Increasing your financial knowledge can change your life.
Do you work hard, but still don’t have enough money? Do you try to make careful decisions about your earnings, but still struggle with an increasingly complex and volatile financial world? Do you have more rainy days than sunshine?
Don’t feel ashamed–you’re far from alone. Many people are experiencing the same struggle, and the emotional and literal costs of financial illiteracy are on the rise.
43% of student loan borrowers are not making payments. 38% of U.S. households have credit card debt. 56% of American adults have less than $10,000 saved for retirement. Respondents to a National Financial Educators Council survey estimated an average of $1,230 lost per respondent in 2018 alone–and that’s a low average.
Unfortunately, these costs multiply over a lifetime, and many people don’t realize the importance of learning money management until it’s too late.
Financially literate people understand how money is earned, spent, and saved, and make informed financial decisions about how to generate and invest money. Financially literate people are able to do more with less income, secure their futures, reduce financial stress, and have the power to create greater peace.
Most people want to make good financial decisions, but never had the opportunity to learn how. Very few schools teach these skills, and the world is rapidly changing and bringing with it ever more complex decisions. And far too many people who want greater financial literacy are limited by these five common misconceptions about financial literacy:
People overestimate their own financial literacy.
Many people have an umbrella, but don’t know how to open it. One study found that nearly half of respondents reported that they are extremely or very financially literate. But when asked to take a financial quiz, fewer than half passed, and only 6 percent scored an “A” grade of 90 percent or better. This study also found that the vast majority of respondents have never attended a financial education program.
If you’ve never used an umbrella, or you’re used to the rain, how do you know how to open your umbrella?
People assume financial illiteracy is a problem only young, lazy, poor, or uneducated people have.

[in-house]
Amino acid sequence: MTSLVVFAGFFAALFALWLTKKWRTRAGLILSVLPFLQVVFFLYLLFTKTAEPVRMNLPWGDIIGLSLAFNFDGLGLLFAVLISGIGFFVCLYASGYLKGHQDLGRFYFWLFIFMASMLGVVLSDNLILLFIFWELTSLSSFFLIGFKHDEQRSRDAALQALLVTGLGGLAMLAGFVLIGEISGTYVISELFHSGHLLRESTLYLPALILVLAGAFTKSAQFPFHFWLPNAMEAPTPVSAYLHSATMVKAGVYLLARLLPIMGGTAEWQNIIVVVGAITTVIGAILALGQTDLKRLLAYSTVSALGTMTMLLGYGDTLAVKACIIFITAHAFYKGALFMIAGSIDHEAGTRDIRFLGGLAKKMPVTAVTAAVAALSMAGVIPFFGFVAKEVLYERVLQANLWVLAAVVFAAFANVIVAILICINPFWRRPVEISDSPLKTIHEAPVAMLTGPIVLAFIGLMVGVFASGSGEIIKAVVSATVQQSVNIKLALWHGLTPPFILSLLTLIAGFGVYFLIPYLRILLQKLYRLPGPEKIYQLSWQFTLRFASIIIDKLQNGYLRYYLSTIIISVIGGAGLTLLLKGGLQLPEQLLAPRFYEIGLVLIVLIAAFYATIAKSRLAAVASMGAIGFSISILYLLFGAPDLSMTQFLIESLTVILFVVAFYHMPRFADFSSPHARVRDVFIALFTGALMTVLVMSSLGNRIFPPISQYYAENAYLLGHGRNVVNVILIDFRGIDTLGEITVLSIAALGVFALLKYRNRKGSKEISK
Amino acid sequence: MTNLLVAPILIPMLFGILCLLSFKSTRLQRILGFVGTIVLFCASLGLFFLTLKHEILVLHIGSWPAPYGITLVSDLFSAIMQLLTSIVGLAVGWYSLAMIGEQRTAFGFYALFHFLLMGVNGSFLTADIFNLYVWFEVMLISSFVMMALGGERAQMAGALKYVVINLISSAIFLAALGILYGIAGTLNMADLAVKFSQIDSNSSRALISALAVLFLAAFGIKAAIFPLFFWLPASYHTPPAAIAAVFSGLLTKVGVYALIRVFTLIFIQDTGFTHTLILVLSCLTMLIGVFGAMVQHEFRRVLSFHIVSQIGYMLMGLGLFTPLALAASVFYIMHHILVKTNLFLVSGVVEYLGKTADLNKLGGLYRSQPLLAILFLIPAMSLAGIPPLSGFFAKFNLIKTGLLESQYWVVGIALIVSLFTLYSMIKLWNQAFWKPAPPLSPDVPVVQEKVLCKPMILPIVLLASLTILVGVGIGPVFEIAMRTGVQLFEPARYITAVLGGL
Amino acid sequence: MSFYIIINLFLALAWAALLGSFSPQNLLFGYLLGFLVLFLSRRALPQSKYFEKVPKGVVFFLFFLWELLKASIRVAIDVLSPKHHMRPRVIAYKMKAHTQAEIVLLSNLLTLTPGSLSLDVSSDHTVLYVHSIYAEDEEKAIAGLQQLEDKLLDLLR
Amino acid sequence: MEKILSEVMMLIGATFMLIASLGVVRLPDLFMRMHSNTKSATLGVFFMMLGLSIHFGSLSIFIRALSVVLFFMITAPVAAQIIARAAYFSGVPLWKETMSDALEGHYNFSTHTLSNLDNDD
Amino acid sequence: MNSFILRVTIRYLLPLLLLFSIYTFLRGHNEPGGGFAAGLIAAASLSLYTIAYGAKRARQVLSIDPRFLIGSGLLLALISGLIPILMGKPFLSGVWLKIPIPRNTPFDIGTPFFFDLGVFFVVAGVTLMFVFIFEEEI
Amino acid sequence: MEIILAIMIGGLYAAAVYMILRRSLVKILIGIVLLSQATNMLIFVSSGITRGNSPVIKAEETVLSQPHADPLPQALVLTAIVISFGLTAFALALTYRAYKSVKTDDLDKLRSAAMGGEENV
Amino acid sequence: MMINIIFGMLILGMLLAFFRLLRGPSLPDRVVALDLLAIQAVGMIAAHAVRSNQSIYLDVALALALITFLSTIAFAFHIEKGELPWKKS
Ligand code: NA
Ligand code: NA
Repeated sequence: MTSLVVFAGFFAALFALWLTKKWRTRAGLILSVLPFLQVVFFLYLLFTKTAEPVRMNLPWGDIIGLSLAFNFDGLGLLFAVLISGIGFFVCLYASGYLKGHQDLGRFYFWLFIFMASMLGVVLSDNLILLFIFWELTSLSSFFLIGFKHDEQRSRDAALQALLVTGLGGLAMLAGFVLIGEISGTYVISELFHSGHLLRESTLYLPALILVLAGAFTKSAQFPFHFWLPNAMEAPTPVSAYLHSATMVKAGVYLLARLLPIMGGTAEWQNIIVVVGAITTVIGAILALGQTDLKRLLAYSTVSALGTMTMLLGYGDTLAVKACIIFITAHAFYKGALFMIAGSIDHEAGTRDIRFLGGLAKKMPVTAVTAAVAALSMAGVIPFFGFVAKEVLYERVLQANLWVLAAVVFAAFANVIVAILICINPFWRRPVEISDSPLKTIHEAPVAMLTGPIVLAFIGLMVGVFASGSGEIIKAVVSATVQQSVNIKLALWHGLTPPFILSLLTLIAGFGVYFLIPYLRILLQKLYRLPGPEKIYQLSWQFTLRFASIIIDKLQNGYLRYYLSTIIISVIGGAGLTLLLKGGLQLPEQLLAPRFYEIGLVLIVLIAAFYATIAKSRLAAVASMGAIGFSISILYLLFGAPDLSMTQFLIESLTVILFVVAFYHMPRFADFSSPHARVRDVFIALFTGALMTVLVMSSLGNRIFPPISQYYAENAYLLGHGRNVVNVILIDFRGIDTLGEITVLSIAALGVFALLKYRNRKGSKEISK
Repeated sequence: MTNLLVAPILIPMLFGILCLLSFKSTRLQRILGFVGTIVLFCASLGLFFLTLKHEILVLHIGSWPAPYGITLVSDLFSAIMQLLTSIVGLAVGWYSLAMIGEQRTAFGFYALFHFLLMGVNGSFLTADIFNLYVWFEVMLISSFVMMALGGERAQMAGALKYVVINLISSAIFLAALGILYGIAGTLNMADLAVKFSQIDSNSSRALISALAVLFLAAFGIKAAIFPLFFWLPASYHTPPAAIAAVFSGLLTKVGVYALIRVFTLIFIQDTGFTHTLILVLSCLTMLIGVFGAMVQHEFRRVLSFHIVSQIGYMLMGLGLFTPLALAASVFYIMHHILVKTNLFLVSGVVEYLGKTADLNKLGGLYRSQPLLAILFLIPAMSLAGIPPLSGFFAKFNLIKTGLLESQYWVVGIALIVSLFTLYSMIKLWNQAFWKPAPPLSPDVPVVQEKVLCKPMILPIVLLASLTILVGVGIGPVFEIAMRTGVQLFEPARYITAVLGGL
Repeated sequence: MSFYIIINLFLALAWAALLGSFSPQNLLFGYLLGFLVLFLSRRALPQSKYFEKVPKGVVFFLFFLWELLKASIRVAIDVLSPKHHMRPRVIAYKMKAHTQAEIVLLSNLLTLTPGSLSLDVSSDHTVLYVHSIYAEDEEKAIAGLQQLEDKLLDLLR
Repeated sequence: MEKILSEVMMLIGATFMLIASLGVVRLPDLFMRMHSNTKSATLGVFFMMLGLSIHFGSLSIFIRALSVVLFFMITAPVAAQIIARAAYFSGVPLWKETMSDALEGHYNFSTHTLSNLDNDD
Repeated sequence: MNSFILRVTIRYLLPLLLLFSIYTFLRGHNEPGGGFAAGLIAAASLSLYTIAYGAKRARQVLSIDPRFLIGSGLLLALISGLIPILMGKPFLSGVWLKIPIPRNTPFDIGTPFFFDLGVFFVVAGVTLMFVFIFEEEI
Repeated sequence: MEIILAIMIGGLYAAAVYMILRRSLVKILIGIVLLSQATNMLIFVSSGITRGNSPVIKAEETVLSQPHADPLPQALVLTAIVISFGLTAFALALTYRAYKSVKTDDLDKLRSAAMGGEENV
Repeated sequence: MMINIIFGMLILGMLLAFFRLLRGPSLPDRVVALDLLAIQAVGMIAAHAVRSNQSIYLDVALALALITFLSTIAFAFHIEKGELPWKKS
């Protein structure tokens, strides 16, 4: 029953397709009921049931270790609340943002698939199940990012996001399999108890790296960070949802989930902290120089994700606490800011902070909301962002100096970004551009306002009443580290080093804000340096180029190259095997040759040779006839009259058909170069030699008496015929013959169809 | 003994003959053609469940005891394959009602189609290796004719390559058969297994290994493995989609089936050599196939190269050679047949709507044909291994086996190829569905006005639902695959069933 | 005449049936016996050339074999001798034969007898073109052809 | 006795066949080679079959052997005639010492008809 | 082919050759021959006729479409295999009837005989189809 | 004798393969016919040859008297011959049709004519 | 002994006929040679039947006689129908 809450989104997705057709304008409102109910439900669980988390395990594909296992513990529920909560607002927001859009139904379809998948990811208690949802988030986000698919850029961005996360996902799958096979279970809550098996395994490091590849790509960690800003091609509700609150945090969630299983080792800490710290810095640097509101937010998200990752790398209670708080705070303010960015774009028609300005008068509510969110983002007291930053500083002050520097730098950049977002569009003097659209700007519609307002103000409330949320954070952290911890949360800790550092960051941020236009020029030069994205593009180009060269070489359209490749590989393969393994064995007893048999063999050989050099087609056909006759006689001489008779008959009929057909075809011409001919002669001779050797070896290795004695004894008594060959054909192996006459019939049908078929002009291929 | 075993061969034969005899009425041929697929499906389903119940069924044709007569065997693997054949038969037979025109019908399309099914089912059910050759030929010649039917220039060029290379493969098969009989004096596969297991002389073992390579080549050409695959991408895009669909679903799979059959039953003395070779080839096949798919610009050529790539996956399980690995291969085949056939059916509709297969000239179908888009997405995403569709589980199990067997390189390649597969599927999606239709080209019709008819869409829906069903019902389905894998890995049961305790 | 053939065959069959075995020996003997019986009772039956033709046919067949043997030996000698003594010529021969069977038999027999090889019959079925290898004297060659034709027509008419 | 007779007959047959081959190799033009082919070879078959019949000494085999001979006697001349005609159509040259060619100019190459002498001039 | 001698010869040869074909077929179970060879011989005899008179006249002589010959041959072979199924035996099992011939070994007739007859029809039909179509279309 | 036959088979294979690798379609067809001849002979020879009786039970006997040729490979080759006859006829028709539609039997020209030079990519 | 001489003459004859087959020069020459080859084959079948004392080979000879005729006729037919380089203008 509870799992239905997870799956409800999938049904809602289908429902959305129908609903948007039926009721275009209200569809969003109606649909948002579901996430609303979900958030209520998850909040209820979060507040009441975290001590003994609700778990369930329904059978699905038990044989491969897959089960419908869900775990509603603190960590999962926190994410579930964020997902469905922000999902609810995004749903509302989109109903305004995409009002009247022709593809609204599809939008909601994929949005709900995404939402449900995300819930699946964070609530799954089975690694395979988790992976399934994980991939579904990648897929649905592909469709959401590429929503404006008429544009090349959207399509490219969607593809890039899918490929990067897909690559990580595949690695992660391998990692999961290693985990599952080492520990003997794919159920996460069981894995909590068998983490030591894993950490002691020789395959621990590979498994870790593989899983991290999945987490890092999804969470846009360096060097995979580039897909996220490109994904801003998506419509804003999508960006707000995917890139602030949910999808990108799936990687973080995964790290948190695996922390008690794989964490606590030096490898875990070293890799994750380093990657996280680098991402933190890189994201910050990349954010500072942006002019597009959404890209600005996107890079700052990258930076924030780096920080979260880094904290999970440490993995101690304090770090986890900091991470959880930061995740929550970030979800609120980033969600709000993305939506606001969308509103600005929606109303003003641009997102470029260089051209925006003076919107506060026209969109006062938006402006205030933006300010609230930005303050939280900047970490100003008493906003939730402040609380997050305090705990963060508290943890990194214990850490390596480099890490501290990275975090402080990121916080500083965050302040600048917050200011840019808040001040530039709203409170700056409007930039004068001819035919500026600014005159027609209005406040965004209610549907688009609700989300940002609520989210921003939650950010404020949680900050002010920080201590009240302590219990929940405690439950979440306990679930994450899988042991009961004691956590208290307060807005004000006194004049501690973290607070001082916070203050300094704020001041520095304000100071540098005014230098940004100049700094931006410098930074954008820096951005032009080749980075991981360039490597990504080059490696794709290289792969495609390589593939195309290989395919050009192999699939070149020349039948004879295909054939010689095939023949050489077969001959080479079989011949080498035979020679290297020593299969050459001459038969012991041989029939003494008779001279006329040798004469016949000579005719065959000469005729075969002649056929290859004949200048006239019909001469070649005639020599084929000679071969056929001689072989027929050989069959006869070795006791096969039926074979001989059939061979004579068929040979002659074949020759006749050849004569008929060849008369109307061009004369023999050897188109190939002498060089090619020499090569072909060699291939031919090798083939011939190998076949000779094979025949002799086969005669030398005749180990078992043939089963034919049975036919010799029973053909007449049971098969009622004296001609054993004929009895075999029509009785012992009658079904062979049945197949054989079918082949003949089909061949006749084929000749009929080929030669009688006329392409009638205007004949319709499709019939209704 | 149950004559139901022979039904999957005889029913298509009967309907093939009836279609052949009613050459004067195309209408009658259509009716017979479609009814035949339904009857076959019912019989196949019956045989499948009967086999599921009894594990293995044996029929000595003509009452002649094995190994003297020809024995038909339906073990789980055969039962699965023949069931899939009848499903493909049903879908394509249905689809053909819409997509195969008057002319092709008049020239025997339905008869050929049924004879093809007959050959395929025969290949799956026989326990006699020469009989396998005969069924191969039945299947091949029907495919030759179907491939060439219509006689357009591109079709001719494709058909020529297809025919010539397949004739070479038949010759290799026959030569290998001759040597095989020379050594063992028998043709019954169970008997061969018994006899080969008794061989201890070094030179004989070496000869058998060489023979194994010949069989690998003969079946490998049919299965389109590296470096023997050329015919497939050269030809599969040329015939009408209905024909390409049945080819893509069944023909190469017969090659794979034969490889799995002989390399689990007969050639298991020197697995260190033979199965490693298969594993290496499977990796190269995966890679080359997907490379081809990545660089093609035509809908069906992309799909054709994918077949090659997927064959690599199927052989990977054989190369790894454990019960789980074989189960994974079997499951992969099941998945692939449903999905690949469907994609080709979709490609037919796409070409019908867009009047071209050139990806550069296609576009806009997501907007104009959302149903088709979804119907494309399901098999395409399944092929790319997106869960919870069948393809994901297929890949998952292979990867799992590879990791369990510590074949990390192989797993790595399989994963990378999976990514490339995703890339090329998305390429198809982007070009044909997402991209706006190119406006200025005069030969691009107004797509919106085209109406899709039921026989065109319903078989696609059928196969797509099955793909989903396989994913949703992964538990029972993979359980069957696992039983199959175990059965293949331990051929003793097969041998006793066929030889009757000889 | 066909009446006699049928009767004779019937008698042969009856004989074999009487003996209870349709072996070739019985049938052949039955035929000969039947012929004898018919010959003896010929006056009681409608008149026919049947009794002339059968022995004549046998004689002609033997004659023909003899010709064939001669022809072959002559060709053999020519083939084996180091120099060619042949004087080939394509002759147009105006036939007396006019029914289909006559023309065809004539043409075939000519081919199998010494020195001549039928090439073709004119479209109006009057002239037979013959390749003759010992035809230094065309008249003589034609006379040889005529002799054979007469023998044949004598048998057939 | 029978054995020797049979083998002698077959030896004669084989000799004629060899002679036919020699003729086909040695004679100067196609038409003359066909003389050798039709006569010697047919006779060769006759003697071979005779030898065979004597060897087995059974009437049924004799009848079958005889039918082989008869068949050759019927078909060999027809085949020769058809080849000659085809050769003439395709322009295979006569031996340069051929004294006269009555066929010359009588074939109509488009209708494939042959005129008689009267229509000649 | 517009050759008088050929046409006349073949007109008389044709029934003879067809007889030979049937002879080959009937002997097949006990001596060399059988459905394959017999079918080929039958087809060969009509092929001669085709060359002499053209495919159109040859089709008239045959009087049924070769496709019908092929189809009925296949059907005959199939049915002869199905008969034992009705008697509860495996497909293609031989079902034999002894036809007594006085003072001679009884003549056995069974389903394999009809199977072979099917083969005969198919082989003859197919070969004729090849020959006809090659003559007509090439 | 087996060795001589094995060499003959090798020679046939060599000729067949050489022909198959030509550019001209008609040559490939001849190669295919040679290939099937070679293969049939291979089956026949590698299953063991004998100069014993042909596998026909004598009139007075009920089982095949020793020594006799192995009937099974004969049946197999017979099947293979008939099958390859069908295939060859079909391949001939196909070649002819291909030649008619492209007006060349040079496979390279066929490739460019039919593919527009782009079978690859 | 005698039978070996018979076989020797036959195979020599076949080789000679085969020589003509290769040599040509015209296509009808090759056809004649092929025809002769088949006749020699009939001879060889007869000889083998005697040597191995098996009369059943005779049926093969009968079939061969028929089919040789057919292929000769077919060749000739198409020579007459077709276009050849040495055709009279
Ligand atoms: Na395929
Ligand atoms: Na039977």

Financial illiteracy is a problem that affects people all across the age, income and educational spectra.
While there is a correlation between economic struggle and lack of financial knowledge, this problem is not limited to any one group. Many educated, high-earning people in strong markets around the world suffer from a lack of financial literacy. That includes plenty of good people who work hard, and who deserve to know how to make the most of their precious earnings.
Rain falls on everyone; you deserve to know how to stay dry.
People invest money with emotion.
It can be hard to get a handle on an umbrella when holding one is filled with feelings. Money is a loaded topic. It’s not just about our bank balance–some of the most common emotions around money are fear, anger, and shame.
Most of us get emotional about money, and common fears include fear of not having enough, a sense of overwhelm about complicated financial concepts, or a dread of being responsible for others. Many people define themselves by their money, and worry on some level that figuring out what they need to learn will reveal a personal lack.
People who are experienced in money management know that half the management isn’t math, it’s feelings. Gaining financial wisdom and putting new skills into practice can require a period of personal adjustment, and being prepared for the strong emotions that can come with that will help many people make better money decisions.
Financial literacy has changed.
Over the past generation, financial decisions have increasingly moved from the hands of professionals to consumers, while also becoming more varied and complex.
Consumers now must choose among various investment and savings options, each offering varying interest rates and maturities. Each of these options multiplies the financial concepts a consumer must master, and the decisions a consumer must make, and the stakes are high: these decisions impact whether people can afford to pay for college, buy a home, or retire in comfort.
Understandably, many consumers feel increasingly overwhelmed by a volatile financial market where they struggle with decisions they are not yet adequately educated to make. There’s a perfect storm of developments in today’s market, and your grandfather’s umbrella may not keep you dry in today’s rain.
Your Next Step to a Better Umbrella
Yes, financial markets are changing, and fewer institutions are teaching people crucial skills. It’s increasingly up to individuals to take responsibility for assessing and increasing their own financial skills. The good news is, you’re not alone. There are many people who, like you, are ready to grab the wealth of resources at your fingertips and learn more about money.
Taking the time to think about your money is worth it. Small investments of time in a step-by-step financial education yields dividends of growing financial wisdom, and helps you to save more, spend less, and build the life you really want. You have the power to build a better umbrella–your financial wellness is worth the work.